• negotiable CDs and negotiable short-term securities (but note that these may need to be reported on by the U.S. custodian or issuer on a separate TIC form);
  • contingent liabilities;
  • derivatives (i.e., forwards, futures, options, swaps and warrants) and spot foreign exchange contracts;
  • precious metals and currencies held in the filer’s vaults for non-U.S. residents, in transit to or from the U.S., or held outside the U.S. for the account of the filer;
  • non-U.S. residents’ deposits or brokerage balances swept into money market or other mutual funds;
  • loans from a non-U.S. resident serviced by a U.S. resident; and
  • securities lending agreements in which one security is lent in return for another.

Filing Deadlines

These revisions are effective for those TIC B Forms filed after December 31, 2013. The monthly forms must be filed within fifteen (15) calendar days following the last day of the preceding month in which the relevant threshold is met. The first applicable monthly filing under the revised rules is due on January 15, 2014. The quarterly forms must be filed within twenty (20) calendar days following the last day of the preceding quarter in which the relevant threshold is met. The first applicable quarterly filing under the revised rules is due on January 20, 2014.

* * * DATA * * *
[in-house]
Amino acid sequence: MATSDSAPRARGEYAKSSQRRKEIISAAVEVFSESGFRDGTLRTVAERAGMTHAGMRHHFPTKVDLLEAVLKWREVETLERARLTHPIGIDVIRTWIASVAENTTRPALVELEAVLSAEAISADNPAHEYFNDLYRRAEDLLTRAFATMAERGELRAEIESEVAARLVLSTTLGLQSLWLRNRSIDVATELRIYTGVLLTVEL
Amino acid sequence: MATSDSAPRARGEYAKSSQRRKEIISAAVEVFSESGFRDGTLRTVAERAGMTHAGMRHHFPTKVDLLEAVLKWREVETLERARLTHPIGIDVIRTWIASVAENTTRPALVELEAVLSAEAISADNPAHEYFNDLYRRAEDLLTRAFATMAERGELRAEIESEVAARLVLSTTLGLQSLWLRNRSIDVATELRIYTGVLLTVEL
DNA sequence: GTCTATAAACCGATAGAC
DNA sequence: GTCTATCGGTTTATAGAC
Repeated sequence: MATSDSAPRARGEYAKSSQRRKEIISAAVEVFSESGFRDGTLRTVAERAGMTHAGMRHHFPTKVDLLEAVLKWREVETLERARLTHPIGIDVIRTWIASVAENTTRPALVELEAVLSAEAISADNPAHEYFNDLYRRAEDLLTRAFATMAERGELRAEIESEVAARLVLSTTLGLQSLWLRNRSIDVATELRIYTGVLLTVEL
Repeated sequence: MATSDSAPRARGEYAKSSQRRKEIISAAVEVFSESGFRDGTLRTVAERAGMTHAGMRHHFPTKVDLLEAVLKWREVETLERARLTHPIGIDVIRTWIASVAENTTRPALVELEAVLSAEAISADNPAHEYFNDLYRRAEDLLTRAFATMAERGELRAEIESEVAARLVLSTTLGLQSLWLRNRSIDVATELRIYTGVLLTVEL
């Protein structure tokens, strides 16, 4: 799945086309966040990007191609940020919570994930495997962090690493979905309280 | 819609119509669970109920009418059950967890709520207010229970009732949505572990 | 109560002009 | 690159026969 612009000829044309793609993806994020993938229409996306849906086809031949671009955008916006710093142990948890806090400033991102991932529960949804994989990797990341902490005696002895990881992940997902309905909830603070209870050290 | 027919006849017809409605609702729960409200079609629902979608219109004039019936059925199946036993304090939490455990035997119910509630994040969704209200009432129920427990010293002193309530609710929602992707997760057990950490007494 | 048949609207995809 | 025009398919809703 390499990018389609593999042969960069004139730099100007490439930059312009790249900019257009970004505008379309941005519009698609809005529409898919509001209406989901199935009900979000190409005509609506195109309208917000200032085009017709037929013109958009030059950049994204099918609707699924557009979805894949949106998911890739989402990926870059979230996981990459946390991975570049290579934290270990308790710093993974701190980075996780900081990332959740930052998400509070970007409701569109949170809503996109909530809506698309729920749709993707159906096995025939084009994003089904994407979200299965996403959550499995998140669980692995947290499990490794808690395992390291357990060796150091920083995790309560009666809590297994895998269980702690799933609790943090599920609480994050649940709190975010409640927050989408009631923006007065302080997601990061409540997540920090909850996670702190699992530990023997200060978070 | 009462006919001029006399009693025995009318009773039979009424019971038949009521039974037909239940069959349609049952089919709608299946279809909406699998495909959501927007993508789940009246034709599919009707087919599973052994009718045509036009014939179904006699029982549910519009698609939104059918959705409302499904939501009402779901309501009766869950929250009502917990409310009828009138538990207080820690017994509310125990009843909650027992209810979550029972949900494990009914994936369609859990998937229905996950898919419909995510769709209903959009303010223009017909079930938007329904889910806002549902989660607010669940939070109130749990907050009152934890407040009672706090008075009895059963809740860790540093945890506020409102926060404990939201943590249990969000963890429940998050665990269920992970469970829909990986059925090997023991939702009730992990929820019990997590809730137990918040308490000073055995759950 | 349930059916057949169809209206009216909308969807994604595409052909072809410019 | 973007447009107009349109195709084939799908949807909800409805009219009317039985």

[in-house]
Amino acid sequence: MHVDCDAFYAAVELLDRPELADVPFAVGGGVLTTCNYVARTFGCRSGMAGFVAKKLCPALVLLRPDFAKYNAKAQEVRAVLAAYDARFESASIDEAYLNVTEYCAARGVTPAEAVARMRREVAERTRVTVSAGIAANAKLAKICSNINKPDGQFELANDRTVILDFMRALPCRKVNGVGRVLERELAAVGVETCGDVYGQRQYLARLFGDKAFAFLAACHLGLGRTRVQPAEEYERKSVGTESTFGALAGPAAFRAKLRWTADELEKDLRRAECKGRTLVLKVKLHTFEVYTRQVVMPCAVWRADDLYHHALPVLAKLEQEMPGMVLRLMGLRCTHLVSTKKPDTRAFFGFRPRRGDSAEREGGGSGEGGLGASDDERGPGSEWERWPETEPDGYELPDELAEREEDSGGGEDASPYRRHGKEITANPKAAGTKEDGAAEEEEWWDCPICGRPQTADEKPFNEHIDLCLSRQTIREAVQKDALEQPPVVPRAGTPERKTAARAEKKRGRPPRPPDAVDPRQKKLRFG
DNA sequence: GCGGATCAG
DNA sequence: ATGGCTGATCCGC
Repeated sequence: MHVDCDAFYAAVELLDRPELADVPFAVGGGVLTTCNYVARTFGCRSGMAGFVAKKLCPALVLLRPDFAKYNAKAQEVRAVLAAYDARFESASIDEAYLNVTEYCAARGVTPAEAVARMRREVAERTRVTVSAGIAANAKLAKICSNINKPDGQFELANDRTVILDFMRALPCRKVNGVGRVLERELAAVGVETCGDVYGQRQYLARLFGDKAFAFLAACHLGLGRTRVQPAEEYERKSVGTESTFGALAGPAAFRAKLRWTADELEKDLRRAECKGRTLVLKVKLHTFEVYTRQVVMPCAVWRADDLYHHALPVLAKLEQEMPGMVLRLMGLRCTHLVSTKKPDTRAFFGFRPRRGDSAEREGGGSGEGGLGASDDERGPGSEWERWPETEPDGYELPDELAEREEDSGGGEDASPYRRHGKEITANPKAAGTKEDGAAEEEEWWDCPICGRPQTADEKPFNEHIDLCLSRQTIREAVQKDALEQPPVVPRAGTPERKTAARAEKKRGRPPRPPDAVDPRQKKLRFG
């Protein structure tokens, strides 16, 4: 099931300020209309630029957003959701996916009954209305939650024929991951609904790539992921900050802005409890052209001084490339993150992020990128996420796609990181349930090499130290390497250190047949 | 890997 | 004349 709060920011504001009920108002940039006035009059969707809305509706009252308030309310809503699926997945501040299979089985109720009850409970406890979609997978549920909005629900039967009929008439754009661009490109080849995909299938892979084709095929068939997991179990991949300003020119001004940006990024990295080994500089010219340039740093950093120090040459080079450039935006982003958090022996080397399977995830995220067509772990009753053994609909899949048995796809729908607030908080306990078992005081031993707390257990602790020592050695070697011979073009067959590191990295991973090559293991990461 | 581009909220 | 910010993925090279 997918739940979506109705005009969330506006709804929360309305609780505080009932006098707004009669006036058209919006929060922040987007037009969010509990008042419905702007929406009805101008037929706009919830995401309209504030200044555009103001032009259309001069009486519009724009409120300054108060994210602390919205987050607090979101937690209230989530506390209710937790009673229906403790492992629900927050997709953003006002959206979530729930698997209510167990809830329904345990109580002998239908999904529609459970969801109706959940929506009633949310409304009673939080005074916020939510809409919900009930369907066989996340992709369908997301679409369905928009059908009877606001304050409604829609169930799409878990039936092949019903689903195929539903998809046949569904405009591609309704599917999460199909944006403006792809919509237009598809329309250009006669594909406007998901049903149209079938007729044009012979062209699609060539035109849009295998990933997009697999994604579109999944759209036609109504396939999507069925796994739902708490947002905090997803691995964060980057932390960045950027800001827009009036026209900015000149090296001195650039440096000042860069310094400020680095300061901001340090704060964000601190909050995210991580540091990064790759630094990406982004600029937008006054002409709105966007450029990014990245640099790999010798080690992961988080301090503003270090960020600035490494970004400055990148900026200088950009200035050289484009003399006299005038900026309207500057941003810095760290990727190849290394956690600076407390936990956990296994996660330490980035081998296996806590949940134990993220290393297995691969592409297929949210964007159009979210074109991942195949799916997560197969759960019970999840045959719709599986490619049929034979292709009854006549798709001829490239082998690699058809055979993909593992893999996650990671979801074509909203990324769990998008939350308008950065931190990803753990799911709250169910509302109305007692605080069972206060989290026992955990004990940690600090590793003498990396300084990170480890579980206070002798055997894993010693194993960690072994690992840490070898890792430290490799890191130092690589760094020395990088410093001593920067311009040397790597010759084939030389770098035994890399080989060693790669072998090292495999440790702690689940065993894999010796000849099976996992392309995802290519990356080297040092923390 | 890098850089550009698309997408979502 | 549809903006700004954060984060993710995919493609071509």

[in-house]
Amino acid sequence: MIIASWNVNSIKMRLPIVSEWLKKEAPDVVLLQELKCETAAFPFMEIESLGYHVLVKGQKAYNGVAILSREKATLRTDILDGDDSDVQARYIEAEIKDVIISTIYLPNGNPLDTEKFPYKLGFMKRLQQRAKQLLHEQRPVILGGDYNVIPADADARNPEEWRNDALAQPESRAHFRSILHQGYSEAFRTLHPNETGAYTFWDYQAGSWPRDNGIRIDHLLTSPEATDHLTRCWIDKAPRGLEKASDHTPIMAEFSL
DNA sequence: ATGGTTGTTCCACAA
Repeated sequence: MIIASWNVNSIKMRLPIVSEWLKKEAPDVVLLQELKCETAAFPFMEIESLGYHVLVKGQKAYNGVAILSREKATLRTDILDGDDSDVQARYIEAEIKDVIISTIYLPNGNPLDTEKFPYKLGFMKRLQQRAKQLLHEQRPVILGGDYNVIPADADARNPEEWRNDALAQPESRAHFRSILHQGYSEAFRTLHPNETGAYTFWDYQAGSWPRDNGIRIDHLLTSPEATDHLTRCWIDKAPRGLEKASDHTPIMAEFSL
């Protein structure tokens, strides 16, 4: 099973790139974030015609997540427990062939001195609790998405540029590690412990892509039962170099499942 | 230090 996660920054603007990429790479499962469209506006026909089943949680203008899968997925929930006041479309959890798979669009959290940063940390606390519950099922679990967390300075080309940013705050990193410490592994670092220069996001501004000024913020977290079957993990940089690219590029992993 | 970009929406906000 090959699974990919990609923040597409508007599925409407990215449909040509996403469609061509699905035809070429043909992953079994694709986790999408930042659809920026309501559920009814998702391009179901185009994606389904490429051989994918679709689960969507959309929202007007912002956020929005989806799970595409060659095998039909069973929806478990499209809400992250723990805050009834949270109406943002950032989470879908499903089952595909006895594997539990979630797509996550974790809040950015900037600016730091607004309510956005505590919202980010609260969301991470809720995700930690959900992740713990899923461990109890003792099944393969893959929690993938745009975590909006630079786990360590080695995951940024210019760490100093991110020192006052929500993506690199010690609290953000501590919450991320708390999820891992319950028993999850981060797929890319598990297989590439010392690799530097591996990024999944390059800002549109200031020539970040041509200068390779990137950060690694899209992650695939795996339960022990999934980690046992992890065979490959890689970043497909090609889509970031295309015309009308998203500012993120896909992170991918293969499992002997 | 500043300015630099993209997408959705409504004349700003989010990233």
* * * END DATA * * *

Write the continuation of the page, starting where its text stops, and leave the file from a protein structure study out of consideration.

Please note that even if the filer is not subject to the revised TIC B Form filing requirements, it still may be subject to the reporting requirements of other TIC forms. For example, the TIC S Forms require reporting of certain U.S. or foreign long-term securities purchased from or sold to non-U.S. residents.


[1] “Non-US residents” are defined as any “individual, corporation, or other organization located outside the U.S.” See Instructions for the Treasury International Capital Form B Reports (“TIC B Instructions”).

[2] For purposes of the TIC B Forms, a “customer” would include a manager’s investment funds and its managed accounts.


For more information on the topic discussed, contact:


BulletPoint® is a newsletter of Tannenbaum Helpern Syracuse & Hirschtritt LLP’s Investment Management practice. It is an alert covering recent regulatory and tax developments impacting the financial services industry. To subscribe for the newsletter, send email to marketing@thsh.com.

01.10.2014  |  PUBLICATION: BulletPoint  |  TOPICS: Investment Management

Print
This Page